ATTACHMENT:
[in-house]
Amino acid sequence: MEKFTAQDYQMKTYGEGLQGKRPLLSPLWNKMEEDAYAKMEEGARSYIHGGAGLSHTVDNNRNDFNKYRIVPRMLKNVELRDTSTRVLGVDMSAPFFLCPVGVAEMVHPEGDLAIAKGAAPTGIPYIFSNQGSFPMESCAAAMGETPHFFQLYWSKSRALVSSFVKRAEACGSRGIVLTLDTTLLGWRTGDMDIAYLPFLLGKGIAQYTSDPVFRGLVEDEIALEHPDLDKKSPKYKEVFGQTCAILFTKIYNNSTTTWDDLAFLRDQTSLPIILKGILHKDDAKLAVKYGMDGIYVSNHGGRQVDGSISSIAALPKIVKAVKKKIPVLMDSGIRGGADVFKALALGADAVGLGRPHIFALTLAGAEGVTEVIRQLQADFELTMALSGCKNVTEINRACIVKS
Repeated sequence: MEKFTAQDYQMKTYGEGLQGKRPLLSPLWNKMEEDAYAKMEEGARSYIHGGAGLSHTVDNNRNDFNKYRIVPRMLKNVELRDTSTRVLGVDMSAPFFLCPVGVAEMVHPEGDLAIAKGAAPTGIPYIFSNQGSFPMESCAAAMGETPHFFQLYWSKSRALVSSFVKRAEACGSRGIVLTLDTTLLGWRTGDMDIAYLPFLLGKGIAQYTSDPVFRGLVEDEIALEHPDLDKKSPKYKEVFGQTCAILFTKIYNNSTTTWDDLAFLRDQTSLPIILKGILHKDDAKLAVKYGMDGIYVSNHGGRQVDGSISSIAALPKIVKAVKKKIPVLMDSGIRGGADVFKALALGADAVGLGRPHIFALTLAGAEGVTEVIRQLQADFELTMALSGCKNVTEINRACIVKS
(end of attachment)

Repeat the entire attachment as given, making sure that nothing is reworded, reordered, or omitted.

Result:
[in-house]
Amino acid sequence: MEKFTAQDYQMKTYGEGLQGKRPLLSPLWNKMEEDAYAKMEEGARSYIHGGAGLSHTVDNNRNDFNKYRIVPRMLKNVELRDTSTRVLGVDMSAPFFLCPVGVAEMVHPEGDLAIAKGAAPTGIPYIFSNQGSFPMESCAAAMGETPHFFQLYWSKSRALVSSFVKRAEACGSRGIVLTLDTTLLGWRTGDMDIAYLPFLLGKGIAQYTSDPVFRGLVEDEIALEHPDLDKKSPKYKEVFGQTCAILFTKIYNNSTTTWDDLAFLRDQTSLPIILKGILHKDDAKLAVKYGMDGIYVSNHGGRQVDGSISSIAALPKIVKAVKKKIPVLMDSGIRGGADVFKALALGADAVGLGRPHIFALTLAGAEGVTEVIRQLQADFELTMALSGCKNVTEINRACIVKS
Repeated sequence: MEKFTAQDYQMKTYGEGLQGKRPLLSPLWNKMEEDAYAKMEEGARSYIHGGAGLSHTVDNNRNDFNKYRIVPRMLKNVELRDTSTRVLGVDMSAPFFLCPVGVAEMVHPEGDLAIAKGAAPTGIPYIFSNQGSFPMESCAAAMGETPHFFQLYWSKSRALVSSFVKRAEACGSRGIVLTLDTTLLGWRTGDMDIAYLPFLLGKGIAQYTSDPVFRGLVEDEIALEHPDLDKKSPKYKEVFGQTCAILFTKIYNNSTTTWDDLAFLRDQTSLPIILKGILHKDDAKLAVKYGMDGIYVSNHGGRQVDGSISSIAALPKIVKAVKKKIPVLMDSGIRGGADVFKALALGADAVGLGRPHIFALTLAGAEGVTEVIRQLQADFELTMALSGCKNVTEINRACIVKS